Why Does Boston Buy Natural Gas from Russia?

Andy May – 20 June 2022

Europe is vulnerable and needs our natural gas; prices are absurd and going higher. Yet, everyone in the oil and gas industry is afraid to invest any money, even if they have financing available. Who wants to start a 10- to 20-year natural gas project, whether it’s a gas field, pipeline, or LNG (liquified natural gas) terminal, when the administration is saying they will shut you down in 10 years?

“You’ve got six years, eight years, no more than 10 years or so,” says Climate Envoy John Kerry. “No one should make it easy for the [natural] gas interests to be building out 30- or 40-year infrastructure.”

In the meantime, India has relaxed its environmental regulations and plans to double its use of coal. China has cut coal import tariffs to zero to ensure energy security and lower costs.

The United States has an abundance of both coal natural gas. Yet, natural gas is imported to Boston’s LNG facility from Russia, Canada, and the Caribbean at great cost due to the lack of pipeline capacity. In late January natural gas from the Algonquin City Gate Hub (near Boston) sold for over $20 per million BTUs, and more than $23 on the futures market. Natural gas from nearby Pennsylvania, in January cost $4.

Plenty of cheap natural gas is available in West Virginia and Pennsylvania, a few hundred miles away; and pipelines to supply New England are mostly built but shut down by environmental lawsuits and regulatory hurdles. Because of the regional dearth of natural gas pipelines, and its high price, many in New England are burning oil for heat and electric power plants burned more coal in 2021 than in 2020.

One of the many ironies is that carbon dioxide emissions — the bogeyman of radical environmentalists — have decreased where there is sufficient natural gas to replace coal. But any additional gas for New England, as noted, must come from foreign sources.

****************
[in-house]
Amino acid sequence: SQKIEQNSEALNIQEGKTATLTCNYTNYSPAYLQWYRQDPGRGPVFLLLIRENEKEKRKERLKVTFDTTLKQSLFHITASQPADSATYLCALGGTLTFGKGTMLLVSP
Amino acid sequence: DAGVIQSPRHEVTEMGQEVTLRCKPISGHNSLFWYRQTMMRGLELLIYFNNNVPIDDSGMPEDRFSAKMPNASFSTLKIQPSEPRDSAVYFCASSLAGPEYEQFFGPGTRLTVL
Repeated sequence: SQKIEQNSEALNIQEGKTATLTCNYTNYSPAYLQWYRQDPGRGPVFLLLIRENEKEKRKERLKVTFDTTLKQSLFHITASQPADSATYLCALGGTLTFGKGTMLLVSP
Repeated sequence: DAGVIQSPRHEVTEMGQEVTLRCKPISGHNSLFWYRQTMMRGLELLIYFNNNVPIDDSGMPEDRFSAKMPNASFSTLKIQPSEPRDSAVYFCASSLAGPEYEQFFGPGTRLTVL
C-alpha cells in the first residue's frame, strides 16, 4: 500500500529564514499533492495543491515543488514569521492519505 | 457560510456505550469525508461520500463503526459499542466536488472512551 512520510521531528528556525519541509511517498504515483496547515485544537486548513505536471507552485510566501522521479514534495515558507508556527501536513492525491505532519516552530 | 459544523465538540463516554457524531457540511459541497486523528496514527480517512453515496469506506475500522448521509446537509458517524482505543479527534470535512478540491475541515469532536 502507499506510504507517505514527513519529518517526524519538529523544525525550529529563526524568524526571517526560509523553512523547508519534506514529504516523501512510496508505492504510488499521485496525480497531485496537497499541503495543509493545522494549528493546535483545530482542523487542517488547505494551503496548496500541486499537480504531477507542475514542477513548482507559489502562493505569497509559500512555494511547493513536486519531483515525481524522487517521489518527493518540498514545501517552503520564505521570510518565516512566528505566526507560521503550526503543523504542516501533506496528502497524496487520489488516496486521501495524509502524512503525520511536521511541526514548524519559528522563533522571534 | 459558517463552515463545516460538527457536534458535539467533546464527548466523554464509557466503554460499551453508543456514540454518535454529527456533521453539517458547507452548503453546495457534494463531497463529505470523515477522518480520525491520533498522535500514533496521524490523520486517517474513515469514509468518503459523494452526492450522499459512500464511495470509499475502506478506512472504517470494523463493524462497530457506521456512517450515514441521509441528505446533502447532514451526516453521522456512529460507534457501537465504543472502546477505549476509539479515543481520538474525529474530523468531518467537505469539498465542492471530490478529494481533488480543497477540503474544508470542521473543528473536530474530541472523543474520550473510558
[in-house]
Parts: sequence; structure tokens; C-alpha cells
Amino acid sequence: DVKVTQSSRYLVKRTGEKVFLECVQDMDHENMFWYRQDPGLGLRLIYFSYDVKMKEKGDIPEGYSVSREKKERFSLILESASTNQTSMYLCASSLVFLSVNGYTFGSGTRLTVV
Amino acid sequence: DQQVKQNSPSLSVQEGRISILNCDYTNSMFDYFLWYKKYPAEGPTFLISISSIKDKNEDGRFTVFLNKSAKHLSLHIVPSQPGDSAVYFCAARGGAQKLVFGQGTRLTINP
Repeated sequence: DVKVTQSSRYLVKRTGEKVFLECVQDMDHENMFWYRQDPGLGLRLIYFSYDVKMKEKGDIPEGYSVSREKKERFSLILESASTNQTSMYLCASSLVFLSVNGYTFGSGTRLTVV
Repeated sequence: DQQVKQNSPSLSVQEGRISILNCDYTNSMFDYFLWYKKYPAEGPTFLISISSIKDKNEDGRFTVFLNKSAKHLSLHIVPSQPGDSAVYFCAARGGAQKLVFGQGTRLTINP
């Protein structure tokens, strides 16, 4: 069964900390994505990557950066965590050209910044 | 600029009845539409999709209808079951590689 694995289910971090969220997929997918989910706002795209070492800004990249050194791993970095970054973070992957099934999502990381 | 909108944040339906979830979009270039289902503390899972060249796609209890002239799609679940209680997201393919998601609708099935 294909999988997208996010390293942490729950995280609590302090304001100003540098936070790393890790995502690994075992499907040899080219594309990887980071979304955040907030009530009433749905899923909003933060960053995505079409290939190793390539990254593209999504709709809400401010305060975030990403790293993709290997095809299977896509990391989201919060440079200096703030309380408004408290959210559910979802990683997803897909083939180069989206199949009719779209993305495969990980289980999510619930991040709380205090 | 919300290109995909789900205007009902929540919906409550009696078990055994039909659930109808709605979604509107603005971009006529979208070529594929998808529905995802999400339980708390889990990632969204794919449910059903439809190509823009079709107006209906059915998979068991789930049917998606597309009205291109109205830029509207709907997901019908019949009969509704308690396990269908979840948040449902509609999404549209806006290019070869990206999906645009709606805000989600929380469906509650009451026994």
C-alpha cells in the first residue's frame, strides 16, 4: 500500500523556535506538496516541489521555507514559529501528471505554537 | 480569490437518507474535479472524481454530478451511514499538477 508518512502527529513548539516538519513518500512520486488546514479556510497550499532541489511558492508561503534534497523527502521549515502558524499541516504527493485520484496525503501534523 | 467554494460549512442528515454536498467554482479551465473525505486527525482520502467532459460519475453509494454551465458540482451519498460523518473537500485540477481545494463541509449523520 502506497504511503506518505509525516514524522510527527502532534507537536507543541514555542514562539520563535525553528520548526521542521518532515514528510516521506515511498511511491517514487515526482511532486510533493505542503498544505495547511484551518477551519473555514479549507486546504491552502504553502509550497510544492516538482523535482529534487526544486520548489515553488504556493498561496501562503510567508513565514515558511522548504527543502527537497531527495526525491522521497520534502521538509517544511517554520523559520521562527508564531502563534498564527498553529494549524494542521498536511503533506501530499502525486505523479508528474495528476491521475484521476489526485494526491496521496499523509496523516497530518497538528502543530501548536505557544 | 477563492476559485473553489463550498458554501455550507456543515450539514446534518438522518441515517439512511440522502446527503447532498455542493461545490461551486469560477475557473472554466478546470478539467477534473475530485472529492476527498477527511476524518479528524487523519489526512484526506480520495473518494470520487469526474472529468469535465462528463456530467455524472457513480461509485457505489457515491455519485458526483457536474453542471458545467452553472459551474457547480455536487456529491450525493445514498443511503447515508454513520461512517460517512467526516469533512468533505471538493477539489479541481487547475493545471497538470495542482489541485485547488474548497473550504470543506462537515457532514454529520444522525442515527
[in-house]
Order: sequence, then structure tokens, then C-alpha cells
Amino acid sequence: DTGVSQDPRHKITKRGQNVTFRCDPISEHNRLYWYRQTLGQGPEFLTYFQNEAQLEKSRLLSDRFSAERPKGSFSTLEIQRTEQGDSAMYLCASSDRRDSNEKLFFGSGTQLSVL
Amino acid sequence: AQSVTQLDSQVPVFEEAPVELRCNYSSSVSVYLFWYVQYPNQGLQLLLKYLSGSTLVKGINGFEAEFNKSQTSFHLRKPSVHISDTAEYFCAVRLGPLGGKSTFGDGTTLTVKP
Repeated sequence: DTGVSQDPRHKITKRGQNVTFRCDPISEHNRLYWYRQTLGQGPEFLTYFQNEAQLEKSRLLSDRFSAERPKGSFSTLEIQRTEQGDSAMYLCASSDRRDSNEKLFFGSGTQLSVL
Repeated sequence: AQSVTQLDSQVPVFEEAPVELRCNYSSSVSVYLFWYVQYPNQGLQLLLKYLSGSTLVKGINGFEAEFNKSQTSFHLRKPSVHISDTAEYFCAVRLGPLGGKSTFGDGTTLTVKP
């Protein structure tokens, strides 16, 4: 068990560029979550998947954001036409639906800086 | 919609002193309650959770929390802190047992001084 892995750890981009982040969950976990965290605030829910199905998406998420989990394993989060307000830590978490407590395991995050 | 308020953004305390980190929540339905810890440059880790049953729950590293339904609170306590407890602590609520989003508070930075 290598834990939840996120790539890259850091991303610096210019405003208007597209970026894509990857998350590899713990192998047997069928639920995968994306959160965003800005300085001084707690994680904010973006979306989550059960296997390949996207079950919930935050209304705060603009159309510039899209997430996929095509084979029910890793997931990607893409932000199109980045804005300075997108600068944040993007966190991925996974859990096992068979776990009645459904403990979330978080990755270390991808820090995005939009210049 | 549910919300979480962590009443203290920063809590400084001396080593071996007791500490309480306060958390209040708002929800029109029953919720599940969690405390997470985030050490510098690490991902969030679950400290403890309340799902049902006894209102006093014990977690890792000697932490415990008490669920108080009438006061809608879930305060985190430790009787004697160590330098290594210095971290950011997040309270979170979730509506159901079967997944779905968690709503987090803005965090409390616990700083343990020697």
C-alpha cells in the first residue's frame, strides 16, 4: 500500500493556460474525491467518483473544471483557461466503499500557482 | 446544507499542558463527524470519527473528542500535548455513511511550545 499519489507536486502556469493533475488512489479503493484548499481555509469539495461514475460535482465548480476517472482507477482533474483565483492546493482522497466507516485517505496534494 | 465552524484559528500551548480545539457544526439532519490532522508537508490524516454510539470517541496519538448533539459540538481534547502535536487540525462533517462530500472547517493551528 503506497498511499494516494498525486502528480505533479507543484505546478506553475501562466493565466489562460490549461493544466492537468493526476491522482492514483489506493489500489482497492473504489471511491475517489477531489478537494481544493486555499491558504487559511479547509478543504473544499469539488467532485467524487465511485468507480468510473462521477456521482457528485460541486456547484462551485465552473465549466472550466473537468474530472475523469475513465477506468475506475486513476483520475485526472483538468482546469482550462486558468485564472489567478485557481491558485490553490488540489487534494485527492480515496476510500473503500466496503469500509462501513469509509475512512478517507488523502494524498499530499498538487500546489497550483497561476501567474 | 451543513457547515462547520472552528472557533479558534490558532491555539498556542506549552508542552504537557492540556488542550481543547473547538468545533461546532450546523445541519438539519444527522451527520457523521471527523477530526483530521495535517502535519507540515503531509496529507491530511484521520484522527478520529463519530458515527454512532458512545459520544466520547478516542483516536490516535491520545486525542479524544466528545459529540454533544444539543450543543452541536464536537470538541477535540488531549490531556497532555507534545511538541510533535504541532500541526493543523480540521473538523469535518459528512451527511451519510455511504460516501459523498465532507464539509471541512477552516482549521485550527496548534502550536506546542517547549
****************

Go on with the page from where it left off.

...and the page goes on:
Why not ship gas from LNG facilities in Louisiana or Texas? Because the 100-year-old Jones act requires that ships built, owned, and operated by U.S. citizens transport the gas between U.S. ports, and there aren’t any. As a result, people in New England pay sky-high prices for natural gas and electricity. In 2020, Connecticut had the dubious distinction of paying the highest price for electricity in the continental U.S., and Massachusetts was not far behind. Pennsylvania and West Virginia paid about half their rate.

The $6.2 billion Mountain Valley Pipeline that was to transport natural gas to Virginia from West Virginia was 90 percent constructed and would have helped reduce Russian imports. However, the U.S. Court of Appeals tossed the federal government’s approval of the project’s 3.5-mile route through the Jefferson National Forest. The ruling makes no sense. The pipeline is buried; people wouldn’t even know it was there.

Likewise, the Atlantic Coast Pipeline was canceled due to lawsuits over crossing the Appalachian Trail. The PennEast natural gas pipeline from Pennsylvania to New Jersey was also canceled due to permitting problems related to wetlands in New Jersey. Of course, TransCanada’s (TC Energy) Keystone XL pipeline project was killed by President Biden’s order on his first day in office.

Given the real threat of lawsuits, I doubt any major oil, gas, or coal projects will be initiated, regardless of rising prices. No one wants to invest in or begin a project that courts or regulators appear likely to stop.

Large projects are unlikely to go forward until the oil and gas companies get some sort of emergency declaration from the federal government that can be used to shut down lawsuits, speed up permitting, and allow projects to go to completion. The environmental non-governmental organizations have full veto power on all projects now through the legal system. They clearly don’t care how much you pay for energy or where you are forced to buy it.

When it comes to relaxing regulations to allow use of effective energy sources, India and China have the right idea.

Andy May is a petrophysicist, paleoclimate expert, member of the CO2 Coalition, and author of four books on climate and Kansas history. His latest is “The Great Climate Debate: Karoly vs. Happer.”

Originally published here at American Greatness on 29 May 2022.

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